Jim and I went back to the State Theater after lunch and he let me see the theater from the pit, a first. I love that theater! It's glitzy and romantic and I saw Moses & Aron and Busoni's Faust there. Good times, good times, and how often do you say that about Schoenberg? I was awestruck, an aged Eve Harrington looking up at the theater from the pit, but Jim should not worry--his oboe is safe from me. The most thrilling part of my afternoon in and near Lincoln Center was seeing the Juilliard School with its face ripped off. I mean no disrespect to my alma mater. Like everybody else who went there I had a love-hate relationship with the school, and much of the hate was directed at the spectacularly oppressive brutality of its architecture. A little glass, a realignment with Broadway, and a better attitude should improve the situation dramatically.

Jim and I hung out at Albert's place for a while. Albert had gone to Newark that morning, en route to celebrate Hugues Cuenod's one hundred and fifth birthday in Switzerland, but had returned to West 67th Street when he realized he had left his briefcase (tickets, passport) at home. We decided it was for the best because it meant he was free to have dinner with me, so after falling asleep in the Ramble in Central Park for an hour I returned to Albert's bar to watch the news at 6 and then spend the next five hours lighting Albert's various cigarettes and talking various blue streaks. Jim was getting a Helicon Foundation mailing out so he wasn't able to join us until we were finishing dinner at Nick & Tony's down the street.

After wheeling Albert home I walked to Hell's Kitchen where I met up with Julian DeLeon, whom I met in San Francisco as he was on his way to New York to dance with Stephen Petronio. He and I had expensive cocktails at an overly designed bar and then repaired to his tenement, where I have spent much of the last few days marvelling at its doorways, which are all deeply skewed parallelograms.

Friday I killed some hours with Julian wandering around that liminal area between Flatiron and Union Square and the West Village and Chelsea. At the Strand I had a mild anxiety attack sitting among all the Jesus books. I became certain that I was responsible for reading all of them before I write another word of my novel, and so I didn't buy any of them. I also put down what looked like a crucially relevant book by a Nobel laureate about the physical underpinnings of memory.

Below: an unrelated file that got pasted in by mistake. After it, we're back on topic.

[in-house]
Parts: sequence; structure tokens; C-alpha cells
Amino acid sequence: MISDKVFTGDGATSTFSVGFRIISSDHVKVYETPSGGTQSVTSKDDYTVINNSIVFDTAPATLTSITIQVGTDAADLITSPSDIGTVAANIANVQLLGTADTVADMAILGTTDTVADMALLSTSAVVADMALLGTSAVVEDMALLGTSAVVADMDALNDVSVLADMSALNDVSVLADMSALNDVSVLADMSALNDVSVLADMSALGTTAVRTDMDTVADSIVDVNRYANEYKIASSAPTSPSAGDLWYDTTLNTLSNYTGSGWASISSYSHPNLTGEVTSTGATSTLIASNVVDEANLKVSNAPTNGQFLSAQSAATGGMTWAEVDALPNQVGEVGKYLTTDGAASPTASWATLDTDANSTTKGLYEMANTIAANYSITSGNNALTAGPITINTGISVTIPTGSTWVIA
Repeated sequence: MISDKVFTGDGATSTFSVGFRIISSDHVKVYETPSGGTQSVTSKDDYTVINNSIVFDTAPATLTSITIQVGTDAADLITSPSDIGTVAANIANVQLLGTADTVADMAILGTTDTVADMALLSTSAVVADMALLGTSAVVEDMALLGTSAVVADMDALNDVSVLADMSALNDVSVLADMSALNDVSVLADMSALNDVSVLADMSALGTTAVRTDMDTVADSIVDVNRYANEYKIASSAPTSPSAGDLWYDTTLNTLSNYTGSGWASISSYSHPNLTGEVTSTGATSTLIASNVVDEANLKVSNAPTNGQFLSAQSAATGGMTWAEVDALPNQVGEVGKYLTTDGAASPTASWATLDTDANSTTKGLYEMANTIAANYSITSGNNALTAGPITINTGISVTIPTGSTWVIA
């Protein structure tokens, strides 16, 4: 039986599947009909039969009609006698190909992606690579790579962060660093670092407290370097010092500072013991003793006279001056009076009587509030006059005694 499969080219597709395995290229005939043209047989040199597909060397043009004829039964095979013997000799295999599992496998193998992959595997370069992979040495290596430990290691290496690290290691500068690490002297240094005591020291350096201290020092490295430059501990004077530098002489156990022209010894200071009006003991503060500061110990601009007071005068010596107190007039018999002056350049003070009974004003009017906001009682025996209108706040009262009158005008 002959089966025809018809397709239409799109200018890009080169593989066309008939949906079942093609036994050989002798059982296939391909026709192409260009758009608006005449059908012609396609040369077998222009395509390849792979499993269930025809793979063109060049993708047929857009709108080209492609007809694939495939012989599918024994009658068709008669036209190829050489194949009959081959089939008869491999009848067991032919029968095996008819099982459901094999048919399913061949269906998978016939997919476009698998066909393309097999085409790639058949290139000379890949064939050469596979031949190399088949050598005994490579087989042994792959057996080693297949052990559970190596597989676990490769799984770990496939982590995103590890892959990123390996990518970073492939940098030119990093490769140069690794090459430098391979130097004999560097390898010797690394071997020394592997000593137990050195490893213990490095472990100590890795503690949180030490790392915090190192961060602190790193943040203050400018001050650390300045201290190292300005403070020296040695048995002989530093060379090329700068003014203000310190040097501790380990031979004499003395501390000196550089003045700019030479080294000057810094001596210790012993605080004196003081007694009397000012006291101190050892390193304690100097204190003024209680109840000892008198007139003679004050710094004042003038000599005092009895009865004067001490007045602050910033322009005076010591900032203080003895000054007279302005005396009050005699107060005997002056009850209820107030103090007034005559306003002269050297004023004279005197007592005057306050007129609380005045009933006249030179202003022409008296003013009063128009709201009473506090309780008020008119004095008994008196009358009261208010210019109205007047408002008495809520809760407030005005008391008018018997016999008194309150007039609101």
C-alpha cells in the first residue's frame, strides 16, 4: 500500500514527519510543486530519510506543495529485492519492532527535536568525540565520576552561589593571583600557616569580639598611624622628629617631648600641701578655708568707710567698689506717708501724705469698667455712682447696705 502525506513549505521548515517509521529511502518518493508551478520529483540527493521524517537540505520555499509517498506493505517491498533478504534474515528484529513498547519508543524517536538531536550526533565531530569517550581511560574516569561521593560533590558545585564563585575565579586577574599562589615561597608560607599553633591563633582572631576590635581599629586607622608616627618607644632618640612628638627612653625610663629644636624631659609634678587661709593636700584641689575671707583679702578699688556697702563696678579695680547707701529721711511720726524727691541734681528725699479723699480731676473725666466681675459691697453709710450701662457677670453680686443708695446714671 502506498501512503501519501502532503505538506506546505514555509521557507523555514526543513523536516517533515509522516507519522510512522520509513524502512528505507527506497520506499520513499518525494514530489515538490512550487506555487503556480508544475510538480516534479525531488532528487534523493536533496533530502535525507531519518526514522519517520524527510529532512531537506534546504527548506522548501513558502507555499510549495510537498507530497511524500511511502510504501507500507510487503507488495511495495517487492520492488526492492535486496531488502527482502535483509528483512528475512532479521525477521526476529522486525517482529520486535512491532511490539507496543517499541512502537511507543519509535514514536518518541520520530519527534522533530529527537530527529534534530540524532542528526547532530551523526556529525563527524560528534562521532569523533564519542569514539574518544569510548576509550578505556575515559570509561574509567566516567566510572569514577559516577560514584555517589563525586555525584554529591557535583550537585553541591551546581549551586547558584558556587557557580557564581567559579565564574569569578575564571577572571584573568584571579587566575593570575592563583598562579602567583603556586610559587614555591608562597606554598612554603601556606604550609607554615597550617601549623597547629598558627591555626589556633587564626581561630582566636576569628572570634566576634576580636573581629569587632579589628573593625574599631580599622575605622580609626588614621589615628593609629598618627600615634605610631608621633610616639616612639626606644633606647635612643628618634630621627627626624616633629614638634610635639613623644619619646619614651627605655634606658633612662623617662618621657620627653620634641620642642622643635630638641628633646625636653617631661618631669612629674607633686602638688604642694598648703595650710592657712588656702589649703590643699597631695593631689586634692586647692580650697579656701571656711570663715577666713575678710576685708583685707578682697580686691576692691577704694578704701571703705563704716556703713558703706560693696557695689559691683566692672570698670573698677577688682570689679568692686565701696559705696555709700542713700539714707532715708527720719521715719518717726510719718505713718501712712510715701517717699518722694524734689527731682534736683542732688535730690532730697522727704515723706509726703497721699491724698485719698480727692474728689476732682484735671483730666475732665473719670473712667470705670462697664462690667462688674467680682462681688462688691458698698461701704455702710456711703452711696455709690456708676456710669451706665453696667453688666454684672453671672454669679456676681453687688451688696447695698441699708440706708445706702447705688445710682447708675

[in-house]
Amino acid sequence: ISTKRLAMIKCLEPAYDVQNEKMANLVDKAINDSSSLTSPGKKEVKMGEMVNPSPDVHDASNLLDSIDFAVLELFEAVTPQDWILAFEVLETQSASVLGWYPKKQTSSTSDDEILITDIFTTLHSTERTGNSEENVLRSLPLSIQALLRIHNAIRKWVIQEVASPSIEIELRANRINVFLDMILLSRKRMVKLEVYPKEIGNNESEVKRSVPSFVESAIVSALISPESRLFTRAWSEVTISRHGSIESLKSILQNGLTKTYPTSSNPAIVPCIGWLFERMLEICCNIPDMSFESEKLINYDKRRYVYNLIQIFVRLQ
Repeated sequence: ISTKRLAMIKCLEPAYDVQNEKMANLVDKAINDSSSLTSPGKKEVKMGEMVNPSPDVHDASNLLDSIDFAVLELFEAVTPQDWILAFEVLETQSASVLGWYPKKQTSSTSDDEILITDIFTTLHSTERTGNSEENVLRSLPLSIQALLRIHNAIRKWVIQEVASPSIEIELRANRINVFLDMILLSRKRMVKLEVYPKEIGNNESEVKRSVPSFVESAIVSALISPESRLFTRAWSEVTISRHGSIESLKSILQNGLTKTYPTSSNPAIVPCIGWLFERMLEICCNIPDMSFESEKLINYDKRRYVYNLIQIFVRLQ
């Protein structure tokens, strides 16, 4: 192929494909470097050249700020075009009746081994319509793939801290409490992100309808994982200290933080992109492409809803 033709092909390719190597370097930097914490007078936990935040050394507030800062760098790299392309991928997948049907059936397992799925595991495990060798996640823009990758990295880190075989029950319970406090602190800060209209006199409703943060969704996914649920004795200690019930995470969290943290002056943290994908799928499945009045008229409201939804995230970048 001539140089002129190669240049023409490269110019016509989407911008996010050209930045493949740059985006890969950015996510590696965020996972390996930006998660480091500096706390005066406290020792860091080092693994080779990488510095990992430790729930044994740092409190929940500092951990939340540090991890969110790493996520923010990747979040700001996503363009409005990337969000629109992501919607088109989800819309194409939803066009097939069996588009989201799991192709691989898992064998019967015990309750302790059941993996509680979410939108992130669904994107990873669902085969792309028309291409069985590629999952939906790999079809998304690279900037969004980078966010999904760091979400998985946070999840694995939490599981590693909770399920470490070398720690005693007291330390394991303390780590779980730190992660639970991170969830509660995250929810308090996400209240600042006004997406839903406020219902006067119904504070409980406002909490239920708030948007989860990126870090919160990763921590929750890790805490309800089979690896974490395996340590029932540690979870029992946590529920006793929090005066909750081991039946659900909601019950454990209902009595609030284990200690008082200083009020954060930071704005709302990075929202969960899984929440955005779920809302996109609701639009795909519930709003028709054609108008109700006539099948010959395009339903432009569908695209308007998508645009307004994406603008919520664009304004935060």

Nol Simonse, who played Oren, boyfriend of my Jeb in the Stephen Pelton Dance Theater spring workshop "The Hill," met us at the Strand and we went for excellent falafel on 14th Street. I kept saying I was going to head back to Williamsburg but I never made it, just frittered away time with modern dancers until it was time to meet Manoel at the Public Theater. How thrilling to see a friend who has gotten so chubby on purpose. I wrote down the numbers somewhere but I think he went from 155 to 192 and is back down to 185. He gained the weight for a Todd Solondz flick but then Emma Thompson pulled out and now the studio has hired a trainer whom Mano had to meet in Central Park this morning at 9AM so he can resume life as the skinny heartthrob with which he gained his legions of disorderly young female fans.

Mano and I ate a tiny Japanese dinner and then saw Eisa play the mother in Passing Strange at the Public. It was my second time, Mano's third. Mano and I talked each other's ears off about the play all night, but the only salient point is that Eisa is a dazzling performer and so was every other person onstage, including Stew in his too-cool-for-school way. After the show, Eisa, Mano, the absurdly good-looking Chad Goodridge (see pic below of the Passing Strange cast minus Eisa--he's at center) and I went to Cafe Orlin and had surprisingly good food. Mano left early because he had to get up early and lose weight.

I spent the rest of the night with my dissolute modern dancers, ending up on a rooftop with beers. Two pieces of good news worth recording: Mano roped Eisa into a play he's producing and I'll be here for the preliminary performances Monday and Tuesday. And Eisa was nominated for the Pulitzer Prize.